The southernmost subantarctic islands of New Zealand, The Campbell Islands are located 700 kilometres away from South Island. The island is a nature reserve well known for its flora and fauna and has been recognized as a UNESCO World Heritage Site. The protected island is home to rare plants, wildflowers, mega herbs and bird species such as ducks, penguins, and albatross. Walking through the endemic vegetation and watching the regional birds is a surreal experience.
6. Poor Knights Island
Located on the Tutukaka coast of North Island, Poor Knights Island is a great place for diving and snorkeling. The area is recognized as a marine reserve since 1981 and has a lot of things that you can explore. Remains of ancient volcanoes and sunken navy ships make the underwater space around the island quite interesting. These islands of New Zealand are ranked among the top 10 diving spots in the world. You can book a boat to the island and explore its biodiversity.
7. Enderby Island
Located 465 kilometres south of South Island, Enderby Island is the largest among the Auckland islands. The island is house to several species of endemic birds and mega weeds. This hidden jewel among the many islands of New Zealand is the ideal place for wildlife spotting and bird watching. You can witness the nesting sites of the Auckland teal, shag, and snipe. You must also be on the lookout for sea lions, northern giant petrels, and yellow-eyed penguins.
8. Whale Island
Located off the Bay of Plenty coast of North Island, Whale Island is a lesser-known gem of the area. This small island is a protected wildlife reserve to conserve endangered native plants of 190 species, forest birds, marine mammals such as fur seals and lizards. You can witness magnificent birds such as grey-faced petrels, shearwaters, blue penguins, Caspian tern, the North Island kaka and New Zealand falcon. The island is also known as Moutohora and has two eroded volcanic cones, some active ones, and natural hot springs. Several archaeological sites related to Māori and European culture have also been recorded in the region. Like few other islands of New Zealand, access to Whale Island is highly restricted and you can reach there only through approved boat operators.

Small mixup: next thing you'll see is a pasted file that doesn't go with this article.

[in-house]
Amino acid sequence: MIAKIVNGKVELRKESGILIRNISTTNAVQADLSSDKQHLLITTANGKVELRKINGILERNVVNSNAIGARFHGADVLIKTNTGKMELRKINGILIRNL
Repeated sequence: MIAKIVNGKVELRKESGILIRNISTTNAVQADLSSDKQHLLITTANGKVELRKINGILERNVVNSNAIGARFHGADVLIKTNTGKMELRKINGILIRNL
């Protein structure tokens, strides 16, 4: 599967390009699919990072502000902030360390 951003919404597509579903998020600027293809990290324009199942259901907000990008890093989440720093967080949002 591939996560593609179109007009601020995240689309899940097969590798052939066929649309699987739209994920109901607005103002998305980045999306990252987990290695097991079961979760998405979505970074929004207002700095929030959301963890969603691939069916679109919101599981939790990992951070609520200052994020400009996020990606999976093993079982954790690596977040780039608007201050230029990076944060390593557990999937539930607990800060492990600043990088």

9. Ulva Island
A small forested island in Stewart Island, Ulva Island is considered a ‘Jewel in the Crown’ of New Zealand. It is a part of the Rakiura national park which preserves endemic birds and plants. The preserved species include the South Island saddleback, Stewart Island robin, southern brown kiwi, rifleman, yellow-eyed penguins, yellow-crowned and red-fronted parakeet, and the South Island kaka or forest parrot. Unlike other islands of New Zealand, this sanctuary is open for the public. You can plan a day trip to the island with friends and family. There are several enjoyable things you can do such as bird watching, taking guided walking tours around the island, diving, snorkelling, kayaking and relaxing on the pristine beaches.
10. Urupukapuka Island
Located around 7 kilometers from Paihia, Urupukapuka Island is a recreational reserve. It is the largest island in the Bay of Islands of New Zealand and offers a lot of leisure activities too. You can book a day trip or choose to camp on the island. It is the perfect spot for water sports lovers as there are facilities for swimming, snorkeling, scuba diving, paddleboarding, kayaking. For those interested in the local culture guided walks around the island are available along with traditional Māori food. You can also book a Māori experience which includes workshops in flax weaving, Māori remedies, and Poi.